Supreme Court Constitution Bench headed by Justice Arun Mishra to hear three cases from October 23

Supreme Court Constitution Bench headed by Justice Arun Mishra to hear three cases from October 23

Murali Krishnan

A Constitution Bench of the Supreme Court headed by Justice Arun Mishra will hear three cases from October 23 onwards. The Bench also comprises Justices Indira Banerjee, Vineet Saran, MR Shah and Ravindra Bhat.

Interestingly, it is the same Bench which had been hearing another five other cases including the case relating to Right to Fair Compensation and Transparency in Land Acquisition, Rehabilitation and Resettlement Act, 2013. When the Bench sat to hear those cases, a farmers’ association had sought the recusal of Justice Arun Mishra, alleging conflict of interest. The Court then heard the application for recusal and reserved its order in the same. The order on recusal is expected to be pronounced on October 23.

It is unclear whether the Bench will now hear those five cases, since three new cases have now been slated for hearing before that Bench from October 23.

The three new cases listed before the Bench are as follows:

1. Kaushal Kishor v. State of Uttar Pradesh [Writ Petition (Crl) 113/2016]

This was a case filed by a relative of the Bulandshahr rape accused. The petitioner had sought action against then Uttar Pradesh Minister Azam Khan for his remarks on the incident.

The Court had framed the following questions for consideration by Constitution Bench.

(i) When a victim files an F.I.R. alleging rape, gang rape or murder or such other heinous offences against another person or group of persons, whether any individual holding a public office or a person in authority or in-charge of governance, should be allowed to comment on the crime stating that “it is an outcome of political controversy”, more so, when as an individual, he has nothing to do with the offences in question?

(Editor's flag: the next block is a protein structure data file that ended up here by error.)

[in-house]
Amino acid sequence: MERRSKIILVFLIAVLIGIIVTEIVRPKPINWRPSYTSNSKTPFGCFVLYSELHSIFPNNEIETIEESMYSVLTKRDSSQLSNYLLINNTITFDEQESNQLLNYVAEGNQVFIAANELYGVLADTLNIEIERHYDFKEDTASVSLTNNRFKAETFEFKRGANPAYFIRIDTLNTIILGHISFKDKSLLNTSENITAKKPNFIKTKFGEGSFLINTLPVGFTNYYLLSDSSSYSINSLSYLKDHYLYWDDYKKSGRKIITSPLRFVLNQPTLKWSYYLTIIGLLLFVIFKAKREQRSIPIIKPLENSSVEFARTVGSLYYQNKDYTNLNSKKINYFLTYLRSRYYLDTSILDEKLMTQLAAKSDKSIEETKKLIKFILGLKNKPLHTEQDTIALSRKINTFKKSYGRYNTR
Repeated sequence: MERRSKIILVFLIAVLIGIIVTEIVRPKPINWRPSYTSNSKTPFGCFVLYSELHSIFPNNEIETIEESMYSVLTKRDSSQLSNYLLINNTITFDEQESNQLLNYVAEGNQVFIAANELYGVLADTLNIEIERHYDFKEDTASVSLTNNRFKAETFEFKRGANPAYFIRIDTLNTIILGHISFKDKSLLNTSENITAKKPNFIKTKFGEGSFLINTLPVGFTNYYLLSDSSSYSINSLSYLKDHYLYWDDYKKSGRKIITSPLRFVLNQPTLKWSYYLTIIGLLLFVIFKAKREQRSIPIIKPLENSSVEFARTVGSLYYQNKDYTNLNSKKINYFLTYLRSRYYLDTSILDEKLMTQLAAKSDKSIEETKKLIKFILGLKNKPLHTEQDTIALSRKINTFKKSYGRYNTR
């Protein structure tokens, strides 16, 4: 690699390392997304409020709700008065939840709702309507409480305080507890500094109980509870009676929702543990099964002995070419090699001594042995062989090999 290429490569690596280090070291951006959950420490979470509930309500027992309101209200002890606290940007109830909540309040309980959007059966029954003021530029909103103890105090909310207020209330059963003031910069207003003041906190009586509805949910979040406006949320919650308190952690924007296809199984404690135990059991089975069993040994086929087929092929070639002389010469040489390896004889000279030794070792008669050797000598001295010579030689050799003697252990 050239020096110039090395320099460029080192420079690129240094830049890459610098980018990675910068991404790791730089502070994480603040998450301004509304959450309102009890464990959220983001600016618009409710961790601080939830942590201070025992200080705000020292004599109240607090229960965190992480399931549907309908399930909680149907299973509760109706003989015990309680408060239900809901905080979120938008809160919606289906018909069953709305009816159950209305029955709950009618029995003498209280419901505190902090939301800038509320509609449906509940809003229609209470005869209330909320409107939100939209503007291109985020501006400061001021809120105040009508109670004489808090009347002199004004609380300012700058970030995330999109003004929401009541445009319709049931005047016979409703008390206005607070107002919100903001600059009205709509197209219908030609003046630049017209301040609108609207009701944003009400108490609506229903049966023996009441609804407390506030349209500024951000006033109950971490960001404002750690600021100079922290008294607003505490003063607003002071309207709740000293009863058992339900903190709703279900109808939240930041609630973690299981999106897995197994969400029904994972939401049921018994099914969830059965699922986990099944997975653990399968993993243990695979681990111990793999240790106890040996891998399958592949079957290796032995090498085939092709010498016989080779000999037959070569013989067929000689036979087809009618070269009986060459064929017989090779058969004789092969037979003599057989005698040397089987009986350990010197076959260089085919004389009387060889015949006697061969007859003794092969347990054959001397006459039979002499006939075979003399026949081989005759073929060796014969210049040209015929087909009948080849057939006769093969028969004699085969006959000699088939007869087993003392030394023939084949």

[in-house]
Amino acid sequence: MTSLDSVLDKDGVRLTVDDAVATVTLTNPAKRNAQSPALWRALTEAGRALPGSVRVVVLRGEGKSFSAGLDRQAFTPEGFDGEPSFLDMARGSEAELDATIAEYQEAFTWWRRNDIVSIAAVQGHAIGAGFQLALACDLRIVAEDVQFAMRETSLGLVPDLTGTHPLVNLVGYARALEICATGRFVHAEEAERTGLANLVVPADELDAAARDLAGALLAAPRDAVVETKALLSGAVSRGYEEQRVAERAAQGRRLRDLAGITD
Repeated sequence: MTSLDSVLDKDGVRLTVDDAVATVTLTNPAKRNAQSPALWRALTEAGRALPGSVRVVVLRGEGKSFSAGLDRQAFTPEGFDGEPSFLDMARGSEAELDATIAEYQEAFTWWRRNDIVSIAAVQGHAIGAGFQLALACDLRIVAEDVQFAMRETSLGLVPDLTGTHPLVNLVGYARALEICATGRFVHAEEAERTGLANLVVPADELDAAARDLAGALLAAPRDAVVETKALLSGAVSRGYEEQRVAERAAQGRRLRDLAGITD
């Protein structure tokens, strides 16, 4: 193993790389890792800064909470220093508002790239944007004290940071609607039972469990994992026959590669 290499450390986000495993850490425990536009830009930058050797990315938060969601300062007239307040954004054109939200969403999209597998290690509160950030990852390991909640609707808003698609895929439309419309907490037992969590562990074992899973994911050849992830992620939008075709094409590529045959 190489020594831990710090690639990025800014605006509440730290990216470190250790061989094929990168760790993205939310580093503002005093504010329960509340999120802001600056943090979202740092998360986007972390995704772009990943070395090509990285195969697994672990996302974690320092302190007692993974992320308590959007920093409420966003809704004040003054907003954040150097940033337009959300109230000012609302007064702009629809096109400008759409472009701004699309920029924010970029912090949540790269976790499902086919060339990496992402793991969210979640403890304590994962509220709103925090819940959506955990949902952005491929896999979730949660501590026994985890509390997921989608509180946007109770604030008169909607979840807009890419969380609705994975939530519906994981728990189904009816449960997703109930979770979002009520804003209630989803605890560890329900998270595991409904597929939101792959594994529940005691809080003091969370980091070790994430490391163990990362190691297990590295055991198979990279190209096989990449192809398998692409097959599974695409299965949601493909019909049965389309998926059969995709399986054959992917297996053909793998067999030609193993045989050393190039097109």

(b) Should the “State”, the protector of citizens and responsible for law and order situation, allow these comments as they have the effect potentiality to create a distrust in the mind of the victim as regards the fair investigation and, in a way, the entire system?

(c) Whether the statements do come within the ambit and sweep of freedom of speech and expression or exceed the boundary that is not permissible?

(d) Whether such comments (which are not meant for self-protection) defeat the concept of constitutional compassion and also conception of constitutional sensitivity?

2. CBI v. RR Kishore [Criminal Appeal 377/2007]

This case pertains to Section 6A(1) of the Delhi Special Police Establishment Act, 1946.

The Section deals with obtaining prior approval of the Central government for conducting any inquiry into an offence under the Prevention of Corruption Act, 1988 (PC Act) where the allegations have been made against officers of the level of Joint Secretary and above.

In 2014, the Supreme Court had struck down the said section as unconstitutional. The question that is now being considered is whether the operation of that said judgment is retrospective or not.

The order passed on March 10, 2016 reads:

“The provisions of Section 6A(1) do indicate that for officers of the level of Joint Secretary and above a kind of immunity has been provided for. Whether there can be a deprivation of such immunity by a retrospective operation of a judgment of the Court, in the context of Article 20 of the Constitution of India, is the moot question that arises for determination in the present case.”

3. Aziz Qureshi v. Union of India [Writ Petition (Civil) 763/2014]

This case relates to the interpretation of Article 156 of the Constitution, which lays down the term of office of the Governor.

The petition itself was filed by former Uttarakhand Governor Aziz Qureshi in 2014. He had alleged that there was a move by the Narendra Modi government to ease him out of office.

Article 156(1) states that a Governor shall hold office at the pleasure of the President. The order passed by the Supreme Court on August 20, 2014 states that as the case involves interpretation of Article 156 of the Constitution, the matter needs to be heard by a Bench of five judges.

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